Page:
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RPN #12: Are You Getting Enough Protein?

This week I’m going to be talking all things protein.

By the end of this edition of the news letter I hope that you will have a better understanding of the role protein plays in your health, why it’s not just quantity, but quality matters, how much you should be consuming and what the best sources are.

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One of the first things I ask my clients to do when I start working with them is to start tracking what they’re eating.

This is step one, regardless of what their goal is.

Before making any change, it’s important to know where we’re starting from.

Quite a few people have a rough idea of how many calories they’re consuming, but almost no one has any idea what those calories are made up of.

The results are quite consistent.

Most people’s diet tend to be high carb, high fat, low protein.

Quite often protein intake is so low that it’s below the World Health Organisation minimum recommended daily intake of 0.8g of protein per kg of bodyweight. A number which some believe to have been underestimated by 30 to 50%!

I think is in part because most people don’t really understand the important role protein plays in how our bodies function, but also the vast majority of messaging is about calories, calories, calories.

Also, the misleading and confusing information surrounding meat and it’s links to diseases such as cancer has scared some people into reducing their intake, resulting in a potentially health-impacting low protein intake.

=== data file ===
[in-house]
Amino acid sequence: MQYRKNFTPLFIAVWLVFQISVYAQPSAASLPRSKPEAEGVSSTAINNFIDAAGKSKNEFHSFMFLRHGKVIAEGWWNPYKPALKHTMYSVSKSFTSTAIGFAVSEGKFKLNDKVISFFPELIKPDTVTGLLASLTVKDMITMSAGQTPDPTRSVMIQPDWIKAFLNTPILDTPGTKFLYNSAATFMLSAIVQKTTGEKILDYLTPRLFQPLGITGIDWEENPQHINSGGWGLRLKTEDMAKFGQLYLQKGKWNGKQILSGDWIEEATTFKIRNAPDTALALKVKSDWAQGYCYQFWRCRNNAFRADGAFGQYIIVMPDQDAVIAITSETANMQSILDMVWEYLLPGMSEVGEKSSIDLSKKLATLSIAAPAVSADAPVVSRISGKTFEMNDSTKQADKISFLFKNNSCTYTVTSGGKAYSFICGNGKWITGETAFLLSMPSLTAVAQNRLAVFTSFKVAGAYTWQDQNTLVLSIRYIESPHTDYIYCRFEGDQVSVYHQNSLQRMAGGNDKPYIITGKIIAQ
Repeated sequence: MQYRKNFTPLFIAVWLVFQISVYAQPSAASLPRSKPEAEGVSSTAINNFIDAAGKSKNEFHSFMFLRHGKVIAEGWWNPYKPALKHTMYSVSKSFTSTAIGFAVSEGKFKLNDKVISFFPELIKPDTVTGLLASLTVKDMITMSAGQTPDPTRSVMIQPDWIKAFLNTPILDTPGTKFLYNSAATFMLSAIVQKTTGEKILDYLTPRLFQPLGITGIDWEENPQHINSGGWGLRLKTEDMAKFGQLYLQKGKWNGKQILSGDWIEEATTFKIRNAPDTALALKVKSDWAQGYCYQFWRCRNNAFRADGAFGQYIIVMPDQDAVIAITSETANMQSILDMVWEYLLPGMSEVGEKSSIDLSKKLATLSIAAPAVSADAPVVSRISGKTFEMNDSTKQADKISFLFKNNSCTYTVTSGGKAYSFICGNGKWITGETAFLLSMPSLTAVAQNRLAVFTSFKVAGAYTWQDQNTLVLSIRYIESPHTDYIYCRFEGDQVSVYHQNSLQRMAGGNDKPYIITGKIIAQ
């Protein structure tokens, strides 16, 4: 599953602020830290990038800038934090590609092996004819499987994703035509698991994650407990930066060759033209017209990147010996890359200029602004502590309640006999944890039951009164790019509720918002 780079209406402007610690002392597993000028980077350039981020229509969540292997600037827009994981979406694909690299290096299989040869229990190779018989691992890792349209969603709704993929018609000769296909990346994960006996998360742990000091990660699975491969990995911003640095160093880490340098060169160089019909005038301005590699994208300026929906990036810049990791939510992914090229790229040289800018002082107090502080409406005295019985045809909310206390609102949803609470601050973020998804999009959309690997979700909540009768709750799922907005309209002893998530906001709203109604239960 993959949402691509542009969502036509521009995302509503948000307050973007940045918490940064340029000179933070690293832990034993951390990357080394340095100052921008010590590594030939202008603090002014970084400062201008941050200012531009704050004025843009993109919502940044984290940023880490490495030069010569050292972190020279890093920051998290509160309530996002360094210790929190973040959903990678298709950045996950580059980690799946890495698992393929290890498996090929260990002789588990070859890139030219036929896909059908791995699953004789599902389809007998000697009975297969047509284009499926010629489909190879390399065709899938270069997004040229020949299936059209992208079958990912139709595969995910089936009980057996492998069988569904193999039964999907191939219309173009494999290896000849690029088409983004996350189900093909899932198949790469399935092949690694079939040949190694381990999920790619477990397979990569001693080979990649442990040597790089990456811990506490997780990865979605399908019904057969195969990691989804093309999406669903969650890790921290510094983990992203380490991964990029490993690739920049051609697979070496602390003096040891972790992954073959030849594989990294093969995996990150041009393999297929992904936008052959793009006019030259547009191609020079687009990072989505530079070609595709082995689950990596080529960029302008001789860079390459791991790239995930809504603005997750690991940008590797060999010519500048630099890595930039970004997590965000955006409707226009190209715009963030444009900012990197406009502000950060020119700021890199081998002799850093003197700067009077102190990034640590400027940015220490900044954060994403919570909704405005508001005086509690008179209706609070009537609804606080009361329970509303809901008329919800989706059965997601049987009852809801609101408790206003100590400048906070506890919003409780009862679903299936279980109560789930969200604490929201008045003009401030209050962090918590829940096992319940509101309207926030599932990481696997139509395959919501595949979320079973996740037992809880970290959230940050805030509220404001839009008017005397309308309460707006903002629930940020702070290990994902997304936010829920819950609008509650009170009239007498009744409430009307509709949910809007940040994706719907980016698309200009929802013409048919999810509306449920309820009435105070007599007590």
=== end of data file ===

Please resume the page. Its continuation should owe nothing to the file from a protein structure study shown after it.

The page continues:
The Role of Protein in the Body

While calories ultimately determine whether you’ll gain or lose weight, what those calories are made of (macronutrients and micronutrients: protein, cabs, fats, vitamins and minerals) actually matters.

Human beings are built from these building blocks so the quantity and quality are pretty important if you want to be high-functioning, healthy human.

While fats and carbohydrates can be thought of as energy macronutrients, protein is more of a structural and functional macronutrient, forming bodily structures and involved in a number of necessary bodily functions.

Protein and amino acids are primarily used to create bodily tissues; to form enzymes and cellular transporters, as cell signals; to maintain fluid balance; to maintain pH balance, in the production of hormones and neurotransmitters; and in the immune system.

As you age, you’ll naturally lose muscle mass. I wrote in the Newsletter last week how muscle mass and strength have been closely linked to longevity, so it’s important that you pay close attention to how much protein you’re consuming if you want to maintain as much muscle mass as possible in your later years..

Whoa, that’s the dry sciencey bit done. But hopefully you get the message that protein is REALLY important.

Quality Matters

The second-most important factor in meeting your protein requirement is the type of protein that is eaten.

When it comes to protein, all sources are not created equally.

Protein is made up of amino acids and a protein source has a quality score that is based on the number of essential amino acids it contains, and its digestibility.

Protein quality also refers to the completeness of a protein. A complete protein is a food source that contains all of the essential amino acids in appropriate quantities. In general, animal proteins are complete proteins and plant proteins are incomplete proteins, with the exception of soy, which is also a complete protein.